We are searching data for your request:
Upon completion, a link will appear to access the found materials.
Psychology: A look from babies can indicate later behavioral problems
German pediatricians have recently reported on their concern for children with mental health problems. Psychologists have now found that after birth, you can test whether a newborn may later become impulsive, aggressive or hyperactive. The risk is calculated from the baby's perspective.
The world is initially blurry for newborns
Psychologists show that you can test right after birth whether a newborn will later become impulsive, aggressive or hyperactive. As “Welt” reports, they calculate the risk from the child's perspective. Newborns can make outlines and light sources, but it is still difficult for them to distinguish colors. Moving your eyes in sync and fixing something is also not easy for the little ones. Initially, you can only do this at a short distance. The most important thing for the child is to recognize the faces and emotions of certain people. Scientists have long been concerned with how babies learn to control their eyes, how they fix their faces and how long they spend with them.
“Short-lookers” with quicker grasp
Researchers divide babies into so-called "long-lookers" (LL) and "short-lookers" (SL) - in other words, children who fix a new stimulus for a long or a short time. According to “welt.de”, studies were able to show that babies who attentively, but only briefly fix a new stimulus, have a quicker grasp. Accordingly, even years later they can control their attention better, control themselves better and have a better memory. Scientists have now investigated whether the gaze behavior of babies is related to their later intelligence quotient. It showed that the IQ of 18-year-olds was higher when they were "short-lookers" in infancy.
Recognize risks from the eyes of babies
Scientists led by Kostas Papageorgiou from London Metropolitan University have investigated whether babies' gaze can also reveal the risk of them later having problems controlling their own behavior - that is, becoming impulsive, aggressive or hyperactive. However, the researchers did not use the pure time that infants turned to a stimulus, but rather recorded it in a value called "fixation duration". This fixation length was examined in a total of 180 one to four day old newborns by showing them faces on a screen. A few years later, the scientists presented the parents of 80 of these babies with several questionnaires asking about the behavior of the meanwhile seven-year-old children.
Asked about later conspicuous behaviors
The researchers were interested in how well the children were able to control their emotions, how impulsive they were, or whether they showed peculiar behaviors, such as hyperactivity, problems with their peers, or attention disorders. In the scientific journal Scientific Reports, psychologists have now reported that newborns who were able to hold their fixation longer were less impulsive, aggressive or hyperactive in primary school than children who had a short fixation length. "We showed for the first time that there is a significant connection between the way babies look at pictures and their later temperament and behavior in childhood, such as hyperactivity," said the authors.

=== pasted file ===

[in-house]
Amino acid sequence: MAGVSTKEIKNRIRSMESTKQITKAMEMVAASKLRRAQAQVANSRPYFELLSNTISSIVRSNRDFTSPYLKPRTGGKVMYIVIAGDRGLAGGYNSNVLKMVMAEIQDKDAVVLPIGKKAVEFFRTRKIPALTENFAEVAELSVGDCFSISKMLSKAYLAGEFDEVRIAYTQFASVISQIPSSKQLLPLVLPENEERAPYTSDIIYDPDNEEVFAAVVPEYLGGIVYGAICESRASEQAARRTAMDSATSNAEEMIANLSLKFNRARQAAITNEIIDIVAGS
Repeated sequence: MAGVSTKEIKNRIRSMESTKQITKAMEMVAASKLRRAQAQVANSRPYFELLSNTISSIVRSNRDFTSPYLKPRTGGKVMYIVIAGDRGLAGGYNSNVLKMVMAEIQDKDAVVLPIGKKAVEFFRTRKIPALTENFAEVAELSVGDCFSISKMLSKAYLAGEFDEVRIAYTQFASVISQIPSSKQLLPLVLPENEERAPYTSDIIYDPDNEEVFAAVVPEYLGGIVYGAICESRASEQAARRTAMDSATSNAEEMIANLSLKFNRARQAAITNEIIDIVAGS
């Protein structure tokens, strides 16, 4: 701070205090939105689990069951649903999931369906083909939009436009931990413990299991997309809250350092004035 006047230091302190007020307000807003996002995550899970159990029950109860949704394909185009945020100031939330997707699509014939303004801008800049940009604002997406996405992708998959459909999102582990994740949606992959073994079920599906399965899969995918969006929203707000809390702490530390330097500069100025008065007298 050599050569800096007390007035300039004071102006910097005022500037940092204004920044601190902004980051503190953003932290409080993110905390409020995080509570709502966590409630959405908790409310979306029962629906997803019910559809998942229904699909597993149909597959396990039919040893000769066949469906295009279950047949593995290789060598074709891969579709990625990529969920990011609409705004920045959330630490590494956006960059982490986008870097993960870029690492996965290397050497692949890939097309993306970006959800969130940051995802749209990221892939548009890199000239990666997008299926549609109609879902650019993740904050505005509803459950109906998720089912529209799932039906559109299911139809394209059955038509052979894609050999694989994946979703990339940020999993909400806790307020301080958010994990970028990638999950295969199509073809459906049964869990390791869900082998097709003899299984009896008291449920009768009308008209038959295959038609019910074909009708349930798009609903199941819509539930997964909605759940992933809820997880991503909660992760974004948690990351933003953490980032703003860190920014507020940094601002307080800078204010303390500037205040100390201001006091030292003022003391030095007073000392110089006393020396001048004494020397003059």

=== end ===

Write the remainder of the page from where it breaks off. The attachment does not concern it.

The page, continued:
Biological factors cause differences
According to the researchers, the large differences cannot be significantly influenced by the environment, since the babies were examined immediately after birth. Biological factors are more likely to be taken as the reason for the observed differences, such as genetic differences or influences on the baby in the womb. “There are many factors that influence behavioral difficulties in childhood. But our results suggest that some of what affects later behavior is already present at birth, ”said Papageorgiou. "In the future, these observations can help identify children who are at particular risk of attention disorders, such as ADHD, and help develop interventions that improve attention performance."
Genetic predispositions do not necessarily have to come into play
According to development psychologist Birgit Elsner from the University of Potsdam, studies have already shown that "difficult babies" - those who have problems, for example, with developing a rhythm for eating or sleeping, who often cry or are restless - also in children - and adolescents more often show behavioral problems or develop learning difficulties. Although the stability of such differences over several years of life suggests a biological cause, such studies are always only about risk assessments. By no means all babies who look at stimuli for a long time and only achieve short fixation times will show behavioral problems. Numerous studies show that there are different factors that influence the child's development. For example, a recent Brazilian study came to the conclusion that breastfeeding makes you intelligent and wealthy. The researchers blamed long-chain saturated fatty acids, which are important for brain development, for the positive effects of breast milk on intelligence. Later influences, in particular the relationship between the baby and its parents, play an important role, whether or not genetically pre-existing ones actually come into play. (ad)